Theatre and Science: historical relations and performance perspectives
Organização:  CFCUL & CIUHCT
Ciências ULisboa
24 / 06 / 2022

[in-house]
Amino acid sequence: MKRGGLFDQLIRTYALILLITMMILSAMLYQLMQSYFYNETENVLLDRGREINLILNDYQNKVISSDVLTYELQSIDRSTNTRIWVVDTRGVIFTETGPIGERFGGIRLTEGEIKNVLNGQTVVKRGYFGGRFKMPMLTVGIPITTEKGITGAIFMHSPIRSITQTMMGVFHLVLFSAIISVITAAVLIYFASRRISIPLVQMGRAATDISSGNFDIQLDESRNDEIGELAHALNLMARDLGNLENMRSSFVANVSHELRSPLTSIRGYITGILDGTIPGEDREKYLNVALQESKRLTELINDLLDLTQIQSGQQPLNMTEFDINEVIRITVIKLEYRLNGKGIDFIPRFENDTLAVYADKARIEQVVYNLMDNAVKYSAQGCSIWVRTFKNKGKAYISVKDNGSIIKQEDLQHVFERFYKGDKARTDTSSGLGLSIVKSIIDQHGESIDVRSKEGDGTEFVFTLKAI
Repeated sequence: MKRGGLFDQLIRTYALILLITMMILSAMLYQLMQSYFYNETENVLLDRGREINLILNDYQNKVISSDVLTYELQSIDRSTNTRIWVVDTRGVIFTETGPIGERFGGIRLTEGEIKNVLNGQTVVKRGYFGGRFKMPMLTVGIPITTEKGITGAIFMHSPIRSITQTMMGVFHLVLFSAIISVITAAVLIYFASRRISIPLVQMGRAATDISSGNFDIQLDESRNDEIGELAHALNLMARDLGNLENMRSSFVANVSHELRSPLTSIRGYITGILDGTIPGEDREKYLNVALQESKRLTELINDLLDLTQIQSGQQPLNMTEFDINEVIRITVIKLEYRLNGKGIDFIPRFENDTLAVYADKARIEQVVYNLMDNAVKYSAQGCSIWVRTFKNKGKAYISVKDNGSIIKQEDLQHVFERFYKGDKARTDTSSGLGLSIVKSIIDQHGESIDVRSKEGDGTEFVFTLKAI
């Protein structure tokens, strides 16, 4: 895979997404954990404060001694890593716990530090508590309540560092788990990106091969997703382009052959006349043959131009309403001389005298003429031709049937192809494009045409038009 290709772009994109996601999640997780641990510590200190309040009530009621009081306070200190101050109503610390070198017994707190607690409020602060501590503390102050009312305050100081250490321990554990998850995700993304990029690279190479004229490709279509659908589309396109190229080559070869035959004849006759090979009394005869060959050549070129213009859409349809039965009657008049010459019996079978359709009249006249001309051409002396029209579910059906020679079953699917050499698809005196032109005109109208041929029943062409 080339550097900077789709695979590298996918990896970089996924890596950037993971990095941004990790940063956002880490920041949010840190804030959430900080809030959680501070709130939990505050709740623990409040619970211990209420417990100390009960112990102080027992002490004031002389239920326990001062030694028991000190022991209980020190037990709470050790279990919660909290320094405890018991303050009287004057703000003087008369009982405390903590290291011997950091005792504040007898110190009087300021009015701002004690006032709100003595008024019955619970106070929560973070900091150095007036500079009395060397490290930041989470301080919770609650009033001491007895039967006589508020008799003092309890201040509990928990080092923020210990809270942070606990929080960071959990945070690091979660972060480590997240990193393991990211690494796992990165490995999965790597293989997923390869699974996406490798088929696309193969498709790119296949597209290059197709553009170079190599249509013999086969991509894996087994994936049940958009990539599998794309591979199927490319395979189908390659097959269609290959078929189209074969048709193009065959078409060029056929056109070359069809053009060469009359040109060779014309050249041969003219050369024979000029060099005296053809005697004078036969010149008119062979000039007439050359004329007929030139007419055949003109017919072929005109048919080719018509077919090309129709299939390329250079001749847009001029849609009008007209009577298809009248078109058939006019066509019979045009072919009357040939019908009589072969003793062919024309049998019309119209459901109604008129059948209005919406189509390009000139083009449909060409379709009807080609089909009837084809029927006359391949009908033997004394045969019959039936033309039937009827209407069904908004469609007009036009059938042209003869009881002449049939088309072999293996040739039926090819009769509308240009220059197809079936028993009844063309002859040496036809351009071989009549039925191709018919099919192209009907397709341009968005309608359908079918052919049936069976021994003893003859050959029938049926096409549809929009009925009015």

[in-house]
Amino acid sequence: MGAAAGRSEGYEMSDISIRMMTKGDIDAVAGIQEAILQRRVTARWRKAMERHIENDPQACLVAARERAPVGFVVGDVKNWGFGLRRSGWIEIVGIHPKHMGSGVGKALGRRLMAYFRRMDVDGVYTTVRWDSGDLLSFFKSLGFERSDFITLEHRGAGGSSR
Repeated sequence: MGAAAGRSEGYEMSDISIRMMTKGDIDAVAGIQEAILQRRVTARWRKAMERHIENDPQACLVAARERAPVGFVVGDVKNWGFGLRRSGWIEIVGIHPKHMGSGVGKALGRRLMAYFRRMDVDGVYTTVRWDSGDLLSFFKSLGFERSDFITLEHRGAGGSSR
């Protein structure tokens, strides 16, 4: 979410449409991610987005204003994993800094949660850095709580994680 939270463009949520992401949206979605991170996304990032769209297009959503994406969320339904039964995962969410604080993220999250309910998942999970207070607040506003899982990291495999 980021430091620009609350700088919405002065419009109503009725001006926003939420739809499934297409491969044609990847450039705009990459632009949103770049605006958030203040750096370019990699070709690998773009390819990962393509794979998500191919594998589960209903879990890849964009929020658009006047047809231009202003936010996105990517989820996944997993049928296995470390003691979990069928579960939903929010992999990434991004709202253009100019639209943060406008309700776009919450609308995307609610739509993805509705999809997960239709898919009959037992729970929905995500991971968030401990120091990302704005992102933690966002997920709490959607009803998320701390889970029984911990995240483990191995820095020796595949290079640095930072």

This paper probes into the relation between theatre and science, with the aim of providing a critical awareness of their historical interaction, as well as of the changes that have taken place in the intersection between these divergent cultures. Western theatre and science have a long history of interrelating, especially in their combined invention of stage technologies, starting with the ancient Greeks, continuing thru the early modern and modern periods, throughout twentieth century’s modernisms and postmodernisms, and during our own “post-humanist” era. Secondly, theatre has often dealt with the topic of science, not only by dramatizing the endeavors of scientists, but also by staging complex scientific ideas. Such a “theatre about science” became particularly dynamic in the twentieth century, at a time when science gained increasing recognition in parallel with a corresponding decline of support for the arts and humanities. Plays about science have been performed in a variety of aesthetic modes, ranging from conventional realism (Frayn’s Copenhagen, 1998), post-symbolism (Glass’s and Wilson’s Einstein on the Beach, 1979), physical theatre (Landau’s Space, 1999), to philosophical- performance lectures (Aït-Touati’s and Latour’s Moving Earths, 2020). Establishing a third aspect of theatre-and-science interaction, major treatises on performer techniques and training have adopted scientific principles of their contextual periods, helping pave a way towards a theatrical science. A few examples are Diderot’s application of mechanics to physiology in his writings on theatre; Stanislavski’s acting system based on the James-Lange theory of emotion; and Meyerhold’s “Biomechanics” drawing upon Pavlov’s studies on reflexology. Among the most recent directions of inquiry into this third kind of interdisciplinary relation, an engagement with cognitive and affective neuroscience stands out, as manifest in the practice-based research of Rhonda Blair and Bruce McConachie, among others. Accordingly, this communication provides an overview of three kinds of interaction between theatre and science, which by no means exhaust the potentiality of their interdisciplinary combination.

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